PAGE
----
The God of Small Things

We have a problem in the Vicarage, and for once it may not be the Vicar’s fault.  For the last couple of weeks, we’ve been feeling a bit itchy; and, judging by the amount of both scratching and moaning, so has the Vicar.

It turns out that despite the Vicar putting weird stuff on the back of our necks every month, we have some unwelcome guests in the house.  Of course, we are putting the blame squarely on the backs of the unwelcome guests we get in the garden.  It ought to be obvious that we’re not interested, but we still have a number of toms dropping in and trying to win our affections.

Martha’s stepped up her border patrols, Mary’s an expert at looking menacing and both of us are adept at chasing the boys off our turf, but still they try their luck when they think we’re not looking.  Now it seems they are giving us their fleas as a token of their esteem; and quite frankly, we’re not happy about it.

At first, we thought it might be some new form of stealth warfare, but Arfer and the rest aren’t really the stealthy type.  We find it hard to believe that anyone would be so daft as to try and woo a girl with a flea, but the Vicar tells us that a 17th Century Dean of Saint Paul’s Cathedral called John Donne once used this technique to great effect.

Of course, we’ve always known that small is powerful – after all, the toms are at least twice our size, and we still manage to send them packing.  But if you consider the size of the average flea relative to the amount of fuss the Vicar is making about her fleabites, you’ll soon realise that sometimes the smaller things are, the more effective they can be.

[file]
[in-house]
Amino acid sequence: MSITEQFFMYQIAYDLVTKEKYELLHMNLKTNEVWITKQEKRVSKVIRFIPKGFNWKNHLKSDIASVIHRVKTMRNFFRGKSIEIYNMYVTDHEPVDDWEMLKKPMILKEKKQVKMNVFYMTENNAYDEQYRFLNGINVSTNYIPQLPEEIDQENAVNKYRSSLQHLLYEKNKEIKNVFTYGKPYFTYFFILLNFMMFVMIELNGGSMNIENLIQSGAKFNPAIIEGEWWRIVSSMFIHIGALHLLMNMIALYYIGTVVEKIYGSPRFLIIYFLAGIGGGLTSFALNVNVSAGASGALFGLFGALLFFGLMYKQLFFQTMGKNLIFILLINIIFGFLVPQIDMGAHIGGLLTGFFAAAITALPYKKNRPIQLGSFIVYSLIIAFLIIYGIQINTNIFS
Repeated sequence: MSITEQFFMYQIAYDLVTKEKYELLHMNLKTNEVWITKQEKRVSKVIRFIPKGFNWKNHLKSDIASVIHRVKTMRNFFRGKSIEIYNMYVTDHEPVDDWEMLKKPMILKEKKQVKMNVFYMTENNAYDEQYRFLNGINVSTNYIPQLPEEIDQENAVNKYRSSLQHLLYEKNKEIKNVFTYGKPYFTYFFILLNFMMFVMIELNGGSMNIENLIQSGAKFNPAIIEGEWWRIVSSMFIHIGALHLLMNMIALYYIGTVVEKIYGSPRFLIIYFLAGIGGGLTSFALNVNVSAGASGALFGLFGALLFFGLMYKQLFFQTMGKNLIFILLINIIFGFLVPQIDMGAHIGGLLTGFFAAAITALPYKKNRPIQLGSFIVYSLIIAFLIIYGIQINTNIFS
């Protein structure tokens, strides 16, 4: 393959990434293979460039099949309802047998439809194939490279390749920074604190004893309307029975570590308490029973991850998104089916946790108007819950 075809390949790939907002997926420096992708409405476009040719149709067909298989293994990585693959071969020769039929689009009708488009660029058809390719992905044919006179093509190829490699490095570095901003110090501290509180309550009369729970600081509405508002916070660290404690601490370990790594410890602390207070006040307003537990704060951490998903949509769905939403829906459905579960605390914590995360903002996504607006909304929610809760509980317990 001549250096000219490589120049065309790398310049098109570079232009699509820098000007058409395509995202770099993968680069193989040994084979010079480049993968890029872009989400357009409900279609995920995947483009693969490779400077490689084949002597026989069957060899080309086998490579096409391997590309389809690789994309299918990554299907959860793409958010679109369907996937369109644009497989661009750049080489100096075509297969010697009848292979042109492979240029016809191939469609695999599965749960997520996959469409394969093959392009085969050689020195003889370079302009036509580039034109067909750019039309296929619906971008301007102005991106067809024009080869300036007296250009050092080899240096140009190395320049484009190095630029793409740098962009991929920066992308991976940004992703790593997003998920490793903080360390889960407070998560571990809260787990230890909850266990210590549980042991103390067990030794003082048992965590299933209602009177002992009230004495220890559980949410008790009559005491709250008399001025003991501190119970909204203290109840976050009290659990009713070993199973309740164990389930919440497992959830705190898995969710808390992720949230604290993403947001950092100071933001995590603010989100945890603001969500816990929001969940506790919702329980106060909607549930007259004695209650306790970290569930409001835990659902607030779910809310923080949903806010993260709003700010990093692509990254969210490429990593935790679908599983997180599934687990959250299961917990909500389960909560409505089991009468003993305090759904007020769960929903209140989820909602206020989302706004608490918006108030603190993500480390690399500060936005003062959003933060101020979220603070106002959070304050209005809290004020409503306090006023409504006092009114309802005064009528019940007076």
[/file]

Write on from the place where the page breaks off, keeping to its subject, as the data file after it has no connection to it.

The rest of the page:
There are plenty of examples of this in the Bible.  David the shepherd boy killed Goliath the huge warrior, and Gideon’s depleted army was victorious over the mighty Midianites.

Jesus often talked about the Kingdom as being something small, like yeast or a mustard seed.  Precisely because the Kingdom starts out tiny, it can infiltrate the world bit by bit, just as a speck of yeast can make the whole loaf rise, or a tiny seed can grow into a giant tree.

And it’s not just physical size that matters in the Gospel either.  Jesus often called his followers “little ones.”  Throughout the Bible, God is concerned for the little folk in society – widows and orphans, the poor, the sick and the marginalised, anyone whom the world regards as of little account.

It’s tempting to think that the little folk – small, powerless and voiceless – can have no effect on the great wheels of empire or big business.  But when little folk band together, they can become a much more powerful force – perhaps not by a great show of strength, but little by little, as this poem by Sylvia Plath illustrates:

Overnight, very
Whitely, discreetly,
Very quietly

Our toes, our noses
Take hold on the loam,
Acquire the air.

Nobody sees us,
Stops us, betrays us;
The small grains make room.

Soft fists insist on
Heaving the needles,
The leafy bedding,

Even the paving.
Our hammers, our rams,
Earless and eyeless,

Perfectly voiceless,
Widen the crannies,